nswitch_deathmark_03Exploration in this game is really well done. During the game, you are able to use your flashlight to investigate each and every room. I highly advise that you look around carefully in each and every room. Since every little detail can aid you in your quest to solve the grudge of the spirit. The game helps you out a bit in the investigation. When you can interact with something, you see a little sparkle animation when you hover over it with your flash light.

When you have to use an item in your quest, the item will be automatically used. Expect during the spirit battles. In those battles you have to use every item in your inventory to try and defend yourself. You and the spirit take turns in making a move. If the spirit comes too close, it’s game over.

Apart from one puzzle, the puzzles in this game are well crafted. They really test your skills in exploring the area you are in and your investigation skills. Exploring the location gets even better with the fluid controls. The flashlight is mapped to one of the joysticks of the joycon and reacts very responsively.

Now, there is one thing that could turn some people off and that is the map system. During the exploration, you have a mini-map of the location at the top right. This mini-map is nothing more than a few squares and lines how the squares connect. So, you will have to build a mental map of the location during your exploration. This is highly essential when you don’t want to get lost. A more detailed map would have been welcome, but I felt it added to the world building of the game. Remember the story? You only have the few short hours of the night to try and get rid of the grudge of the spirit before you die. So, creating an actual map might lose too much time.

The controls in this game are quite decent. Sometimes I got a bit disoriented, but that’s because my mediocre navigational skills in games. It doesn’t take long before you get used to the control scheme of this game and learn to use it to your advantage.

The exploration is added with some great sound and music design. The soundtrack sounds like a combination of the Zero Escape series, Ace Attorney and Corpse Party. The music gives of eerie vibes and fits the visual presentation like a glove. I’m actually hunting down the soundtrack of this game to add it to my music library.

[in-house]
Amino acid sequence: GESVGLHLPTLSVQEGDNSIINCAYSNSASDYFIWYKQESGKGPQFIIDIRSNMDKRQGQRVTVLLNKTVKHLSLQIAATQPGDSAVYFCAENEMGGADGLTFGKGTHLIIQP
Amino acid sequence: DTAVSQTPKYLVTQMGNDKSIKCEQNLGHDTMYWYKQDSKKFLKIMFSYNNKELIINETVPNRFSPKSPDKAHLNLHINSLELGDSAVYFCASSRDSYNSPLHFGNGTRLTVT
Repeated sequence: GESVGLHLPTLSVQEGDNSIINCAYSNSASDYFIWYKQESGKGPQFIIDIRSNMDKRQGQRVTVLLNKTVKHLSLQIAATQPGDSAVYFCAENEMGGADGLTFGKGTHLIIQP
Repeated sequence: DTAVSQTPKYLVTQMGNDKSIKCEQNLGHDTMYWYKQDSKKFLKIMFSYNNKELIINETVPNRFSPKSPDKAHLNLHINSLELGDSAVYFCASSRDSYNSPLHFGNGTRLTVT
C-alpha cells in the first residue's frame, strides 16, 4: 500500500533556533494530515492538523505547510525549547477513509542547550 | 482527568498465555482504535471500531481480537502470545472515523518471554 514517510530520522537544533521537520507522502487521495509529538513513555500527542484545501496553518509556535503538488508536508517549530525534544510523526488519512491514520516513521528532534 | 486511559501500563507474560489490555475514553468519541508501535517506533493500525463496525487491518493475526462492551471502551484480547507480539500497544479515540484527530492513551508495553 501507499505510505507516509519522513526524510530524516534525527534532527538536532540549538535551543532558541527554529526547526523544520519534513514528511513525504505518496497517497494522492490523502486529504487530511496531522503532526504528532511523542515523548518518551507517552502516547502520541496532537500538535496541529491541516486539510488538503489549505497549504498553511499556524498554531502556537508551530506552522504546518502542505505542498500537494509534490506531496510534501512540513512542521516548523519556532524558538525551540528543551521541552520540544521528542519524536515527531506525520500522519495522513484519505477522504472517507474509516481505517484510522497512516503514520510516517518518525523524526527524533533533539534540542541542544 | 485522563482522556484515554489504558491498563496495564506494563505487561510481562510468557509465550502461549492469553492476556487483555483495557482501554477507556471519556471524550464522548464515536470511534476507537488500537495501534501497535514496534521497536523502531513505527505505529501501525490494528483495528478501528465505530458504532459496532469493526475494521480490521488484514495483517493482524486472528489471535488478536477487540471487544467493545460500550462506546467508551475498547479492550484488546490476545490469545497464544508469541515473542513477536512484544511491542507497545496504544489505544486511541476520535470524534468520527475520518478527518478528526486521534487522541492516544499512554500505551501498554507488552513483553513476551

Together with the amazing sound effects, the visual and audiovisual presentation of this game is a real treat. I can’t make any complaints about that aspect of the game. Before I keep repeating myself, I think it’s time that we talk about another aspect of the game.

The difficulty of this game is just right. The game is even more difficult when you don’t pay attention during the investigation. In the later chapters, I even took some physical notes to aid myself during the investigation.

Now, if you forgot to save, there is a button that you can use to fast forward the cut scenes. I rarely used this button since I was too invested in the story. I used this button only once when I forgot to save before a LIVE OR DEATH situation and I got a game over… Now, I could have used the “decide again” option to restart from the beginning of the LIVE OR DEATH situation but I lost too much soul power. So, restarting from an earlier point actually benefited me.

Also, there is a message log you can access. A minor complaint is that the button to fast forward is quite hidden in the UI. It’s the L-button.

The replay value of his game isn’t too high. Not counting replays for fun, you can play twice through the game before you have seen it all. Now, this isn’t a big issue but more endings would extend the already short overall game time.

With that said, I said almost everything I wanted to say about this game. I think it’s high time to go to the summary and closing statement of this review.

Summary

The good:

+ Amazing atmosphere in the visual and audio department.

+ Great writing.

+ The game has a lot of text.

+ …

The bad:

  • The game is too short.
  • The game has a lot of text.
  • A bit more animations would enhance the game a lot.
  • You can’t restart a chapter without a save.

Final thoughts:

This game is not for everybody. If you don’t like a game that has a lot of text, I think that it’s best for you to skip this game. If you enjoy games like Ace Attorney, Zero Escape, Walking Dead, Corpse Party, Trace Memory… I highly recommend this game.

This game is the perfect game to play through on Halloween night or whenever you are in the mood to play more horror focused games. The writing, pacing, audio and visual presentation of this game is very well done. The biggest flaw of this game is that it’s too short. I got so invested and the ride was over before I knew it.

Now, a spiritual successor is going to be released in Japan really soon called NG. I really hope and wish that they are going to bring this game to the west as well. Since the trailer looks amazing and I really would love to play it.

I can totally see why some people would be turned off by this game. But personally I loved my playthrough. When you play this game, don’t use a walkthrough. This game gets even more fun when you aren’t using a walkthrough to guide you in every step of the way.

If you ask me, I think that this game is totally worth it’s price. This developer really convinced me of the quality games they can put out. While this game has flaws, in my eyes they don’t ruin the experience at all. But, I’m really going to hammer this home… This game would be perfect if there were a bit more chapters. A bit more content.